• Supermodel Gigi Hadid pictured in a jewelled veil on the cover of the inaugural Vogue Arabia. (www.geo.tv)Source: www.geo.tv
The cover of the first edition of Vogue Arabia features supermodel Gigi Hadid in a bejewelled veil but, says Amal Awad, the move is continuing the long-held obsession with the exotic Arab woman.
By
Amal Awad

7 Mar 2017 - 1:56 PM  UPDATED 11 Apr 2017 - 9:53 AM

That familiar come-hither stare, coquettish and sexy, behind a veil of sequins. It’s supermodel Gigi Hadid, Vogue Arabia’s first cover girl and she’s anything but the meek veiled tragic woman who graces so many book covers.

In fact, at first blush, this cover – slightly different in the English and Arabic versions but stylistically the same – perhaps represents to some the expression of modern female empowerment, proof of choice. A veil is exotic, not an emblem of faith nor a symbol of oppression.

Hadid, who openly and proudly proclaims her mixed heritage – she’s half-Palestinian – has suggested that doing this cover is honouring her roots, declaring on her Instagram:

It’s commendable that Hadid wishes to celebrate her heritage and promote diversity in the fashion industry, but is sexyfying the veil the way to do it?

In the same week Emma Watson partially bared her breasts, Hadid covered her face. Feminists decry page-three nudity but celebrate empowered choice. In a similar way, we’re meant to celebrate Hadid’s exotic look, a stylised, palatable version of Muslim modesty, though not completely given she is still showing skin. 

Both illustrate the hypocrisy at play when talking about women and choice in how they dress. In the same way feminists decry female nudity unless it’s a sexy celebrity in the photo – choice being the key point – there is something disturbing about appropriating niqab to normalise another culture.

In the magazine, Hadid is also photographed swathed in hijab. While this has drawn criticism for its easy appropriation – she is a supermodel who has strutted the Victoria’s Secret runway after all – it’s the cover that really jars.

Reminiscent of so many exoticised book covers featuring women in black veils, only their frightened eyes visible, this seems to be an attempt to turn the cliché on its head. Yet, if this is a reply to the cries of oppression, what exactly are we saying? That veiling is acceptable if it defeats its own purpose by being alluring? Or that the choice to cover makes it innocuous, a choice that many women simply do not have?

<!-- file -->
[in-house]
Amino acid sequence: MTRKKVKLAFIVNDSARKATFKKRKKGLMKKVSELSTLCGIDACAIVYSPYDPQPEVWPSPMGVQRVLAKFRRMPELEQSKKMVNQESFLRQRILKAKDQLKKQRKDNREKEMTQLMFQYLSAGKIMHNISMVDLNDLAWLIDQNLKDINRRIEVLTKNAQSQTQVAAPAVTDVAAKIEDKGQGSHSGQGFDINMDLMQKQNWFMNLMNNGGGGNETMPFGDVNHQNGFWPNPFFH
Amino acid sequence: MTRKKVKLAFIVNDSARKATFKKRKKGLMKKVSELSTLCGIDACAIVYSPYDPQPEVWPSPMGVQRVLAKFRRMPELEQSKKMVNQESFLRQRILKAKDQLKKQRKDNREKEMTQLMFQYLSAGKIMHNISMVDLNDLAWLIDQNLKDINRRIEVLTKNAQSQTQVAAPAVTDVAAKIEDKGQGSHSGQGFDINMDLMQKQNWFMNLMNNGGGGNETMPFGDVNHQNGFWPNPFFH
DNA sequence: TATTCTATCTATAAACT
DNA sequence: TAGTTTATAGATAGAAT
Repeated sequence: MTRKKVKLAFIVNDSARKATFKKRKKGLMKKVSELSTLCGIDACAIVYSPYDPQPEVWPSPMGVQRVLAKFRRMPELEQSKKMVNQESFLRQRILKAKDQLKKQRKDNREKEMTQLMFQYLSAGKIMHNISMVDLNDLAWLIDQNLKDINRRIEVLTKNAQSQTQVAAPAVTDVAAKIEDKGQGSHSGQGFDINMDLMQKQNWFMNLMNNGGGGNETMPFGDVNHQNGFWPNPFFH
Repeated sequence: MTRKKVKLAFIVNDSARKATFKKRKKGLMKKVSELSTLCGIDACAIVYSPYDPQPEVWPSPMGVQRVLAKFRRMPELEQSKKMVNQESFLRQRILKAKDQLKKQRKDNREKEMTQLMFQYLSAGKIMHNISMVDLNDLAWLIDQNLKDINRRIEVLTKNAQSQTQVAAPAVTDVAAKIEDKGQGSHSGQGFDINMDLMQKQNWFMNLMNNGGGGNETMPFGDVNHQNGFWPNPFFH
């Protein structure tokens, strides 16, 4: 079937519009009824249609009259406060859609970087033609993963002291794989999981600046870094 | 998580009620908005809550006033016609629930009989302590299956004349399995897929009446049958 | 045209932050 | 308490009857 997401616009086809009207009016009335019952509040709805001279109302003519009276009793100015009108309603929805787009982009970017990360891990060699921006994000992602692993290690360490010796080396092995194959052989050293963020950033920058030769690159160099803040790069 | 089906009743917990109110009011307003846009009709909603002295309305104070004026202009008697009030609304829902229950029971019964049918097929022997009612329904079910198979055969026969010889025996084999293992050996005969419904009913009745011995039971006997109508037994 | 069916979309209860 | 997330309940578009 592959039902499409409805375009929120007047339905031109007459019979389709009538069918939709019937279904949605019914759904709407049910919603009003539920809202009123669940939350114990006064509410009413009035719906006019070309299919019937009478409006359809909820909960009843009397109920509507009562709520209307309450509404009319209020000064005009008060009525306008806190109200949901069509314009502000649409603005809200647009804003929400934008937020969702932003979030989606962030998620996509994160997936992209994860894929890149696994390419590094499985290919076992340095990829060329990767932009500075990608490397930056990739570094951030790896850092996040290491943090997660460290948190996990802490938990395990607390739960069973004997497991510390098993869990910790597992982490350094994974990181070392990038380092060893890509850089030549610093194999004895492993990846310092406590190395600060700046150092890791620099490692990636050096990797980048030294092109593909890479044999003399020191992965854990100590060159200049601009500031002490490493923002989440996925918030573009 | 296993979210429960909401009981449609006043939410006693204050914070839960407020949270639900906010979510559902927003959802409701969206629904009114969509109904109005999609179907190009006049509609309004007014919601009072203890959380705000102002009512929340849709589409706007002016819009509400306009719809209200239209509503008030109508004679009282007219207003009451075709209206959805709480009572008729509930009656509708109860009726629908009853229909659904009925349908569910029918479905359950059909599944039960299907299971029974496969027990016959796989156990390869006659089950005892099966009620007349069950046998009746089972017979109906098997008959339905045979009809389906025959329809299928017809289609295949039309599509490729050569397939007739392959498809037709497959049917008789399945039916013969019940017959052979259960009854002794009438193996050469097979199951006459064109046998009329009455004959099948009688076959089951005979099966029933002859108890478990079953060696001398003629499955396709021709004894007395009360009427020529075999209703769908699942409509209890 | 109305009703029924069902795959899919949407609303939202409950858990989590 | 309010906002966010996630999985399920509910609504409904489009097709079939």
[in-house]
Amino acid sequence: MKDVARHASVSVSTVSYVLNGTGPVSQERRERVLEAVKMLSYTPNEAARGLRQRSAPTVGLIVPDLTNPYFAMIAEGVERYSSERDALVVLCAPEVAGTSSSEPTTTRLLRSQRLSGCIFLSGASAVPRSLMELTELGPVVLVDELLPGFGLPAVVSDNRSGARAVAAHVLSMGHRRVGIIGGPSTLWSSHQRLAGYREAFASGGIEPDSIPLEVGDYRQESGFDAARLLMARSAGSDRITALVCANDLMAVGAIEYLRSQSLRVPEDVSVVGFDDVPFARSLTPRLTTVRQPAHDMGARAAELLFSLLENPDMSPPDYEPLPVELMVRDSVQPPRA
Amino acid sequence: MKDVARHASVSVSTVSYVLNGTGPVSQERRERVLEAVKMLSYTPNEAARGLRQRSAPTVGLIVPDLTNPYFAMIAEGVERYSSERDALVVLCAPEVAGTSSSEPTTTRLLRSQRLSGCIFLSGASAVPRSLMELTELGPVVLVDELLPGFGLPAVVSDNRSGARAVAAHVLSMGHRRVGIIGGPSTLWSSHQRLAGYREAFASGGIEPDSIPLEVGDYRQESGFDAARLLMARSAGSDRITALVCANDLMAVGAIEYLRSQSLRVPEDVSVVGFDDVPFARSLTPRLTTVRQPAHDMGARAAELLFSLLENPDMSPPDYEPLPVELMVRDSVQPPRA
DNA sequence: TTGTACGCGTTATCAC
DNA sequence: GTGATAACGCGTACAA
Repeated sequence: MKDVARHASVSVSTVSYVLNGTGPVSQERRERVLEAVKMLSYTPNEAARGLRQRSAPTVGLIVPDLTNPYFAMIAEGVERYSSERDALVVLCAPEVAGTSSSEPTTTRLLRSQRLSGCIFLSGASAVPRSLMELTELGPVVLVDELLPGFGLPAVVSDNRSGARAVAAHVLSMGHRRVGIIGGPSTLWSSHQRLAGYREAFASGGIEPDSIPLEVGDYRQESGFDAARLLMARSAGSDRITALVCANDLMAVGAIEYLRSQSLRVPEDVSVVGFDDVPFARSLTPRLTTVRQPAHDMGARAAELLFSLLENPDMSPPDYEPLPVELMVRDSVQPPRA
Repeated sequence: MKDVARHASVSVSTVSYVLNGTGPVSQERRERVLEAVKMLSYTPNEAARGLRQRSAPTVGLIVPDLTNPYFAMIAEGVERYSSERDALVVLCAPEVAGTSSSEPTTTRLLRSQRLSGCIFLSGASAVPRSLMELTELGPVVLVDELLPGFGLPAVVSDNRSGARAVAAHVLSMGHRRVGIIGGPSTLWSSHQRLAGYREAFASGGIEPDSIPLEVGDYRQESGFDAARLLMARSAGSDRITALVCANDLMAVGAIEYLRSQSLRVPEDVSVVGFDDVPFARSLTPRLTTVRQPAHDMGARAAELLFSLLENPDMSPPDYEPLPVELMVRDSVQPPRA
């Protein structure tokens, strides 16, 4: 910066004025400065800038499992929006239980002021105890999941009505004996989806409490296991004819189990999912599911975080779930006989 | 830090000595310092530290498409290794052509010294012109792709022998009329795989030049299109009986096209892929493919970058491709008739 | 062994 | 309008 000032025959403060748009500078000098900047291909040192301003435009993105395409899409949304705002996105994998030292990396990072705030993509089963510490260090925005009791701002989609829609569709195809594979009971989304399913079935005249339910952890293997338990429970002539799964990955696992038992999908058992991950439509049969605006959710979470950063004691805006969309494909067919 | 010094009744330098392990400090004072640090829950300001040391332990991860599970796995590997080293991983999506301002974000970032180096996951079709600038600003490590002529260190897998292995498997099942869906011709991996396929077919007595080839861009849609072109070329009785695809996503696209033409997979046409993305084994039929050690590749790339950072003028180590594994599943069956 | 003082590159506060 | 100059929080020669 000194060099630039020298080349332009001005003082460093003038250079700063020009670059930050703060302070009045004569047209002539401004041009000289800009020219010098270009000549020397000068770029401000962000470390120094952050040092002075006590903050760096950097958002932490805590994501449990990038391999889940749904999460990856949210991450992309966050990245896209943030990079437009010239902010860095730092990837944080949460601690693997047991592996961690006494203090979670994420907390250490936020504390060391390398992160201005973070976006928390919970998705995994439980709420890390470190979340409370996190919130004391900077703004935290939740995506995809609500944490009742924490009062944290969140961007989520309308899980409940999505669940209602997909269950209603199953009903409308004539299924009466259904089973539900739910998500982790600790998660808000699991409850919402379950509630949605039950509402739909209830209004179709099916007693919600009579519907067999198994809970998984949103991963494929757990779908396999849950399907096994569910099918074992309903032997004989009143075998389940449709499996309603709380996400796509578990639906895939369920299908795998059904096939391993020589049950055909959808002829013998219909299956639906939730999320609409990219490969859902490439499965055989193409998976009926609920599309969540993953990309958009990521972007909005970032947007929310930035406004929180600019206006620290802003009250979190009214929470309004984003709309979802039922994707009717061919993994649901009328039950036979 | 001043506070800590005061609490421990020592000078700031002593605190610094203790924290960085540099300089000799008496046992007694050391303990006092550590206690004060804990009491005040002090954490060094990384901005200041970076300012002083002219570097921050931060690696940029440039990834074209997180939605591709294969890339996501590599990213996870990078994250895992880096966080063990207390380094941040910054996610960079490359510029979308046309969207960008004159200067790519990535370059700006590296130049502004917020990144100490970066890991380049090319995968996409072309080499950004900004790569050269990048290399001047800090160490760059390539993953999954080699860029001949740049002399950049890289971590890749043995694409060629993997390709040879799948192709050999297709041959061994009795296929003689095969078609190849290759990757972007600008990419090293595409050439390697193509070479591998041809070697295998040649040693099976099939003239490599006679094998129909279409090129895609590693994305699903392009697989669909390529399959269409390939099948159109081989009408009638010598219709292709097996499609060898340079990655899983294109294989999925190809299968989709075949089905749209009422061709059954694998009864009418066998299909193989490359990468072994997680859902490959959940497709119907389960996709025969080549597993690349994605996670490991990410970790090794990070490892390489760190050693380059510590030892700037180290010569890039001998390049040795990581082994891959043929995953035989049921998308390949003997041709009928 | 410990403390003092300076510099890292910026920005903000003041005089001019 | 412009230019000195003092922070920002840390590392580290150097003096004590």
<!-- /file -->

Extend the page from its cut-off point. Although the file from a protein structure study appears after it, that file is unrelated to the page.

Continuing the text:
It’s commendable that Hadid wishes to celebrate her heritage and promote diversity in the fashion industry, but is sexyfying the veil the way to do it?

This is not a criticism of veiling but, rather, the disturbing use of it to fetishise Arab women. Though some will argue the demographic is fashion-savvy Arab women, when we glamourise veiling, we are merely capitalising on the obsession with its mystery. When I wore hijab years ago, I lost count of the number of times people ‘reassured’ me that it still made me attractive – nay, men love it; it’s so mysterious, they told me. Didn’t you know? Men want to know what’s underneath all of that modesty.

Still, who cares that it’s mysterious and draws attention? As many Muslim women will attest, they wear it in observance of their devotion to God, not for men.

Moreover, hijab and its variations are consistently attacked as oppressive and backward. Yet, when a supermodel wears it, it’s beautiful.

The English version of the magazine reads ‘reorienting perceptions’. But what exactly has been reoriented? The veil? The image of the Arab woman? The latter is a bit disingenuous given the magazine has used a woman of partial Arab heritage who grew up in the west to champion being an Arab woman. And in the process, it has advanced nothing. All I can see is a recycled stereotype, beautified and commercialised for mainstream consumption.

All I can see is a recycled stereotype, beautified and commercialised for mainstream consumption.

Vogue is simply continuing a popular narrative. But we don’t have to buy it. We don’t have to celebrate it. As viewers of the spectacle, we can turn our gaze elsewhere.

Vogue Arabia's editor-in-chief, Saudi princess Deena Aljuhani Abdulaziz, praised Hadid's work: “The collage of countries across the Arab world are long-deserving of a place in fashion history and there’s no better first ‘face’ to lead the charge for Vogue Arabia than Gigi, a model who defines tomorrow’s entrepreneurial and dynamic generation”.

Which begs the question: why not offer an evolved face of Arabia? Someone who will surely not represent all, but will not rely on tired stereotypes that all Arabs are Muslim, or even that all Muslim women wear some type of veil?

How daring is that?

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Amal Awad’s new book, Beyond Veiled Cliches: The Real Lives of Arab Women will be released in June. 

 

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